Watch The Hilarious Honest Trailer Of Batman Begins

Watch The Hilarious Honest Trailer Of Batman Begins
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Watch The Hilarious Honest Trailer Of Batman Begins

See the superhero origin story so good it only took have a script to perfect it – Batman Begins!

 

Batman Begins is a 2005 superhero action thriller film based on the fictional DC Comics character Batman, co-written and directed by Christopher Nolan and starring Christian Bale, Michael Caine, Liam Neeson, Katie Holmes, Gary Oldman, Cillian Murphy, Tom Wilkinson, Rutger Hauer, Ken Watanabe, and Morgan Freeman. The film reboots the Batman film series, telling the origin story of the title character (Bale), from his alter ego Bruce Wayne’s initial fear of bats, the death of his parents, his journey to become Batman, and his fight to stop Ra’s al Ghul (Neeson) and the Scarecrow (Murphy) from plunging Gotham City into chaos. Comic book storylines such as The Man Who Falls, Batman: Year One, and Batman: The Long Halloween served as inspiration.

After a series of unsuccessful projects to resurrect Batman on screen following the critical failure and box office disappointment of Batman & Robin (1997), Nolan and David S. Goyer began to work on the film in early 2003 and aimed for a darker and more realistic tone, with humanity and realism being the basis of the film. The goal was to get the audience to care for both Batman and Bruce Wayne. The film, which was primarily shot in Iceland and Chicago, relied on traditional stunts and miniatures, while computer-generated imagery was used minimally.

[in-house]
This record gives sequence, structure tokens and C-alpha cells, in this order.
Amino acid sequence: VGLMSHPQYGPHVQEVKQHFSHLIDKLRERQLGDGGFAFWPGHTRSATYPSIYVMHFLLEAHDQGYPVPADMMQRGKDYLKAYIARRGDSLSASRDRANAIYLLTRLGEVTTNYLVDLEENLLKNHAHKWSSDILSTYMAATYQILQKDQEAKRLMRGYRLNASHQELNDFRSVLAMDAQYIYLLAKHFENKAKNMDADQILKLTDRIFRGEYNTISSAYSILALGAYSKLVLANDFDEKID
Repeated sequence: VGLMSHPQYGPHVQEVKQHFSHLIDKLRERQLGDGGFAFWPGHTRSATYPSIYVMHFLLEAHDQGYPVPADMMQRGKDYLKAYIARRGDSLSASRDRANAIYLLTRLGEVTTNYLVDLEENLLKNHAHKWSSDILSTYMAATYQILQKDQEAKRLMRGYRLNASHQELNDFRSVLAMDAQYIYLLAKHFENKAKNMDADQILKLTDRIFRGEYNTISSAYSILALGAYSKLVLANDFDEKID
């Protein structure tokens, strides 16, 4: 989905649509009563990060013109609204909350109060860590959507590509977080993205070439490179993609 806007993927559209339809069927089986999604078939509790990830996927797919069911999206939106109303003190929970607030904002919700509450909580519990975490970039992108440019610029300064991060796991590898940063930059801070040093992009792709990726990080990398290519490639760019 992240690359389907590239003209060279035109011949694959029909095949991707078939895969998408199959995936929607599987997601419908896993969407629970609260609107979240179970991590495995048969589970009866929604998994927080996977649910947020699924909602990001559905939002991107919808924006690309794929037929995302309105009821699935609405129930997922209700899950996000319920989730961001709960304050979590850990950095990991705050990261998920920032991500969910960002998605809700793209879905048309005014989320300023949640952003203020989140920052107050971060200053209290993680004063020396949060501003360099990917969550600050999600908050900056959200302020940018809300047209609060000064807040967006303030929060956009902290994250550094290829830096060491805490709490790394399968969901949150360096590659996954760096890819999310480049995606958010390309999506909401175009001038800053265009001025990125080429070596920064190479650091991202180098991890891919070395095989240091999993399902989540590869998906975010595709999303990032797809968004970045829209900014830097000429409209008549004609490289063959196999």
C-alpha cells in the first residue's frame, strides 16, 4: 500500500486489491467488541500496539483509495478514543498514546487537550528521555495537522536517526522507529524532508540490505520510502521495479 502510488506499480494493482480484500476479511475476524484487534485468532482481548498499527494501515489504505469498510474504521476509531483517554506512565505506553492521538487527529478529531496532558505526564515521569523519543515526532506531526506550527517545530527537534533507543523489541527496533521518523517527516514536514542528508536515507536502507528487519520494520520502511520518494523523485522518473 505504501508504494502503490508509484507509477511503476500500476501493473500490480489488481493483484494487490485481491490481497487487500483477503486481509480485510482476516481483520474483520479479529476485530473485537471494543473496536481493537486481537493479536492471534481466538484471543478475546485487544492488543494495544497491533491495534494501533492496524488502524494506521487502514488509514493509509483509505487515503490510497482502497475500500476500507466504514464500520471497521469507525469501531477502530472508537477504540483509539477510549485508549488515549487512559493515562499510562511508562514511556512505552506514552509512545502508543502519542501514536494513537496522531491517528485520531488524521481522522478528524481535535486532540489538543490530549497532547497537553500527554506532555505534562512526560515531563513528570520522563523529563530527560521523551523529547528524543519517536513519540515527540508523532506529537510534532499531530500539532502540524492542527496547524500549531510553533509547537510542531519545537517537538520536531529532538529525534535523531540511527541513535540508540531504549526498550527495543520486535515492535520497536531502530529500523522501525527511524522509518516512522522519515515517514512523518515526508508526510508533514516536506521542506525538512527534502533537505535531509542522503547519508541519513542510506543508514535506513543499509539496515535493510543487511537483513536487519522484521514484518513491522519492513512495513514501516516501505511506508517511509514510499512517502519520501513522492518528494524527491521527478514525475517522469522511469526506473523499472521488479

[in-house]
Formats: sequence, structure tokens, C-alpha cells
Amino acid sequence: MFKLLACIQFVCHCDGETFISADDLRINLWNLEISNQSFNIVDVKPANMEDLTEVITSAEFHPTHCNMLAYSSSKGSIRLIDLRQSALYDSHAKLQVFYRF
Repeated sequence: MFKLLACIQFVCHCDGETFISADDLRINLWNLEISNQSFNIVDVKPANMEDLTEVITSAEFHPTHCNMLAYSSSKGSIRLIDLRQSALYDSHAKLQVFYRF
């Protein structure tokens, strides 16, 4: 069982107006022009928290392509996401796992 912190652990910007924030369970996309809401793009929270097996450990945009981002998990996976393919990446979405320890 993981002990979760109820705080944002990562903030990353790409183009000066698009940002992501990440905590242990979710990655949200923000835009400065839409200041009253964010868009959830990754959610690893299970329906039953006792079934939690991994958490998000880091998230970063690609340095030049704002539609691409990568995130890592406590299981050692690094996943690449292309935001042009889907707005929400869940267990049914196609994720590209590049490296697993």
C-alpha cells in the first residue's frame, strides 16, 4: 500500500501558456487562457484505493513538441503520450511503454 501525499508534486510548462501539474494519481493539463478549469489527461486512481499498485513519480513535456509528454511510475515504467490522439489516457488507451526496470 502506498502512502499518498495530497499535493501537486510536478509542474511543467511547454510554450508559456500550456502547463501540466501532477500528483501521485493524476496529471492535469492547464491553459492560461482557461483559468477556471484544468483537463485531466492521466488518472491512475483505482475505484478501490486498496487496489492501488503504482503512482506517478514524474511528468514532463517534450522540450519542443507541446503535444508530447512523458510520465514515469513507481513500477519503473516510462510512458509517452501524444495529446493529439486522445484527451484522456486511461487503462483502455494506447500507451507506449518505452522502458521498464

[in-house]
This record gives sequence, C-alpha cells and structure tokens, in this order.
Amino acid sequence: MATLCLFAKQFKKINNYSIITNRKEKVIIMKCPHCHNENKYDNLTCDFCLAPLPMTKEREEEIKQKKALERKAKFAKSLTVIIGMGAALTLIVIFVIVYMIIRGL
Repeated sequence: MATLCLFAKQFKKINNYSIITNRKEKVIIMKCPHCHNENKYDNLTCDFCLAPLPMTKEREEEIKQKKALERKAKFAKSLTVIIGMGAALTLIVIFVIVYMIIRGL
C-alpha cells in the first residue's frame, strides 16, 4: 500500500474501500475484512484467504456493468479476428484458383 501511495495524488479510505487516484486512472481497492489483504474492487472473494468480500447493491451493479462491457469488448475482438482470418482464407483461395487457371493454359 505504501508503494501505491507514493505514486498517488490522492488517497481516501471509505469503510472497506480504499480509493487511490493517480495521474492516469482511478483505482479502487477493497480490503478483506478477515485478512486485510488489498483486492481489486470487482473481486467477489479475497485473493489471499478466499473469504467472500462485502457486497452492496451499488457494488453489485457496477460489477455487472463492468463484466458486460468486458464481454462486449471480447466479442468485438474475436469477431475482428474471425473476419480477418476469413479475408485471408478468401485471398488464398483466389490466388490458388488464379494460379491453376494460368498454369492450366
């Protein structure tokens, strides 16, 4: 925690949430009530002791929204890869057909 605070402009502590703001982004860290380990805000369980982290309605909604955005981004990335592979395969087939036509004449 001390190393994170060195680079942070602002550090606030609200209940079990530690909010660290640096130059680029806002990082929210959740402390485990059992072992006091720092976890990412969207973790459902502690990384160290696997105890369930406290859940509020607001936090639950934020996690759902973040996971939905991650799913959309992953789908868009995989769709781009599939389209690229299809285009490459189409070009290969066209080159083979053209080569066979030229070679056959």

Batman Begins opened on June 15, 2005, in the United States and Canada in 3,858 theaters. It grossed over $48 million in its opening weekend in North America, eventually grossing over $374 million worldwide. The film received positive reviews and is considered by many to be one of the best superhero films of the 2000s. The film was nominated for an Academy Award for Best Cinematography and three BAFTA awards. It is followed by The Dark Knight (2008) and The Dark Knight Rises (2012) in a continual story-arc, which has later been referred to as The Dark Knight Trilogy.